Arising from cultural anthropology in the late 1980s and early 1990s, postcolonial translation theory is based on the observation that translation has often served as an important channel of empire. Douglas Robinson begins with a general presentation of postcolonial theory, examines current theories of the power differentials that control what gets translated and how, and traces the historical development of postcolonial thought about translation. He also explores the negative and positive impact of translation in the postcolonial context, reviewing various critiques of postcolonial translation theory and providing a glossary of key words. The result is a clear and useful guide to some of the most complex and critical issues in contemporary translation studies.
1. Postcolonial Studies, Translation Studies
Translation and empire
What does postcolonial mean?
The rise of postcolonial theory
Hegemony, subjectification and interpellation
Language, place and self
Beyond nationalism: migrant and border cultures
2. Power Differentials
Translating across power differentials
Writing for translation
Theorizing across power differentials
3. Translation as Empire: The Theoretical Record
Emperors and displaced populations
The sublimation of empire: Cicero and Horace
Translatio Imperii et Studii
Taking the original captive
Translation and empire
4. Translation and the Impact of Colonialism
Eric Cheyfitz and the colonization of the New World
Repression and hierarch
Eloquence and dialogue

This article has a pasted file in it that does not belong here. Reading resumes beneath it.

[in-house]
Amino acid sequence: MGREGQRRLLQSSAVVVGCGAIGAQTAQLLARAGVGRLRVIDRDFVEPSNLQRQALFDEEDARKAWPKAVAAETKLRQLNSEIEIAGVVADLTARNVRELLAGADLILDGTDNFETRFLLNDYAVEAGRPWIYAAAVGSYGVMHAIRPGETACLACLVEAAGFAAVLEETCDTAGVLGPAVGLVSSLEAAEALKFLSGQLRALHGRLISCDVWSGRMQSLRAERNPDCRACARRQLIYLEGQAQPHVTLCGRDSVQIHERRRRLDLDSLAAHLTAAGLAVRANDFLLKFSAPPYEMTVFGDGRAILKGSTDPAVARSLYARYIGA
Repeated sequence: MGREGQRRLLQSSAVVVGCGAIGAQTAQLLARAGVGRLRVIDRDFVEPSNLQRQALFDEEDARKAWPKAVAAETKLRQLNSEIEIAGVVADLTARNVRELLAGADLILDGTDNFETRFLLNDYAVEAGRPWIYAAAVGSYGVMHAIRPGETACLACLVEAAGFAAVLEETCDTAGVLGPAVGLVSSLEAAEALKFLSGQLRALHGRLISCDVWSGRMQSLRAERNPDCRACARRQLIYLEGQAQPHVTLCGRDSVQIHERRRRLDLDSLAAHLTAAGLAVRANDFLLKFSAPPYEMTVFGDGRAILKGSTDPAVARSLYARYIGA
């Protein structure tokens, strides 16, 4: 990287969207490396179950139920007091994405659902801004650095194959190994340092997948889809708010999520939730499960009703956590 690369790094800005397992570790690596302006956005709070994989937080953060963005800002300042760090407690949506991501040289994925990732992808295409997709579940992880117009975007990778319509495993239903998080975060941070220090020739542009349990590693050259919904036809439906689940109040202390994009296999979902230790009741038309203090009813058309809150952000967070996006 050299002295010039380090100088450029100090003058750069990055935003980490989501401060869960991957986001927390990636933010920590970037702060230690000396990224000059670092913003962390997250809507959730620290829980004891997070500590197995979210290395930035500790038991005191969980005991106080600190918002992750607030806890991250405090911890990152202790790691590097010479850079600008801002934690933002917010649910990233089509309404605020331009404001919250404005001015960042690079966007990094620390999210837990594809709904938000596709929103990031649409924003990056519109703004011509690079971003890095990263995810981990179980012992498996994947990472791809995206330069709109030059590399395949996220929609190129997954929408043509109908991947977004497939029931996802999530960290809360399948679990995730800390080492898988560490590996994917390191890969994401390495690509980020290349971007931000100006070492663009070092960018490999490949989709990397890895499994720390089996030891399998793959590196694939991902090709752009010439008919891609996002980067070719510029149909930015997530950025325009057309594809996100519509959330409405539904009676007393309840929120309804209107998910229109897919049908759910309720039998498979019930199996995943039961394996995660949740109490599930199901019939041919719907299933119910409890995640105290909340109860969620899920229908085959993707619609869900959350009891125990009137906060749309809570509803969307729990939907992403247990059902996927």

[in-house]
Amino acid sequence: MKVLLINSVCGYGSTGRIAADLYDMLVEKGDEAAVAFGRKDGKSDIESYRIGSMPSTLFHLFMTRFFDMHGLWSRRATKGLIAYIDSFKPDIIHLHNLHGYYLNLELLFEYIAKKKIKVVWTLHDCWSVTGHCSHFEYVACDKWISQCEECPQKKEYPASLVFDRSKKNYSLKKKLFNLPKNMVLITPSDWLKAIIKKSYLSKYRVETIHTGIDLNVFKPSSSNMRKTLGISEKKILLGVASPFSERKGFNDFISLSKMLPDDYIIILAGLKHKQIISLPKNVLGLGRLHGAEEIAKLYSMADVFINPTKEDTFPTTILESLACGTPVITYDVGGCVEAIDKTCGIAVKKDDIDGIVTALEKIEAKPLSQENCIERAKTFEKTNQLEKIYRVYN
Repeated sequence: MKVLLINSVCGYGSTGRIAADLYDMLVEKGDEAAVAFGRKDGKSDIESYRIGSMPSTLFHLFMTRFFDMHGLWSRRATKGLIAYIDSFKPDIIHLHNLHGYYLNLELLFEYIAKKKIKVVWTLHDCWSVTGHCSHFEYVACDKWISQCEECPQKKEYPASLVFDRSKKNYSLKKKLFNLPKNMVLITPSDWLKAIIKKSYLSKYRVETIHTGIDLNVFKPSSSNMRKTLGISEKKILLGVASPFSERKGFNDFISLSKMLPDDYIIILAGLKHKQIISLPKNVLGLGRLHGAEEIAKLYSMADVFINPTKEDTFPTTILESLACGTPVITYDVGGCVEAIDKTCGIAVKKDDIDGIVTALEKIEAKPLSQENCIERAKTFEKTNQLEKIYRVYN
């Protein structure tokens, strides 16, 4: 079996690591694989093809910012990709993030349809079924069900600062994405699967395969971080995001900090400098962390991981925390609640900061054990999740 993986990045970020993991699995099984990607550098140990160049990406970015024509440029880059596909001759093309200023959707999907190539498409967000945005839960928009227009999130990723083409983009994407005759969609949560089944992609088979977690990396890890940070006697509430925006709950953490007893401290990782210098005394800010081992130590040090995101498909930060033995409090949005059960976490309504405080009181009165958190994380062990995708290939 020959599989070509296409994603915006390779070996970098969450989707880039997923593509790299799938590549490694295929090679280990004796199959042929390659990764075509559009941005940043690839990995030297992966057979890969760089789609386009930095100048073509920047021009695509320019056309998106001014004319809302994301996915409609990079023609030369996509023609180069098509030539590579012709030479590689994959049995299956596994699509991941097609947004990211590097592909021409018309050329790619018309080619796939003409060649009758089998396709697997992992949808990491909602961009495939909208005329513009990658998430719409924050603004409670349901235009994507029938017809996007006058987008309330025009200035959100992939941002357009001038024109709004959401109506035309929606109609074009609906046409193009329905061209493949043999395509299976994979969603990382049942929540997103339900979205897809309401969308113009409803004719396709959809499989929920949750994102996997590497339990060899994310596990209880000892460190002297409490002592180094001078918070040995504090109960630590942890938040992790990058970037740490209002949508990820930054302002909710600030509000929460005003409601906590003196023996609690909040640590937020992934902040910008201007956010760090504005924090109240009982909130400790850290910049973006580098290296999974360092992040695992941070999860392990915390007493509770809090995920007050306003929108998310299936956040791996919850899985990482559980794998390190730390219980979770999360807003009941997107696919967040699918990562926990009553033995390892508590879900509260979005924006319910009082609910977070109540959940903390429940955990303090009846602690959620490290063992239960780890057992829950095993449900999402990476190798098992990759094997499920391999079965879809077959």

Centre and periphery
Niranjana and the British interpellation of India
Rafael and the Spanish conversion of the Tagalogs
The hierarch of languages
5. Resistance, Redirection, and Retranslation
Tejaswini Niranjana and retranslation
Vicente Rafael and mistranslation
Samia Mehrez and métissés
Translation Theories Explored is a series designed to engage with the range and diversity of contemporary translation studies. Translation itself is as vital and as charged as ever. If anything, it has become more plural, more varied and more complex in today\'s world. The study of translation has responded to these challenges with vigour. In recent decades the field has gained in depth, its scope continues to expand and it is increasingly interacting with other disciplines. The series sets out to reflect and foster these developments. It aims to keep track of theoretical developments, to explore new areas, approaches and issues, and generally to extend and enrich the intellectual horizon of translation studies. Special attention is paid to innovative ideas that may not as yet be widely known but deserve wider currency.
Individual volumes explain and assess particular approaches. Each volume combines an overview of the relevant approach with case studies and critical reflection, placing its subject in a broad intellectual and historical context, illustrating the key ideas with examples, summarizing the main debates, accounting for specific methodologies, achievements and blind spots, and opening up new perspectives for the future. Authors are selected not only on their close familiarity and personal affinity with a particular approach but also on their capacity for lucid exposition, critical assessment and imaginative thought. The series is aimed at researchers and graduate students who wish to learn about new approaches to translation in a comprehensive but accessible way.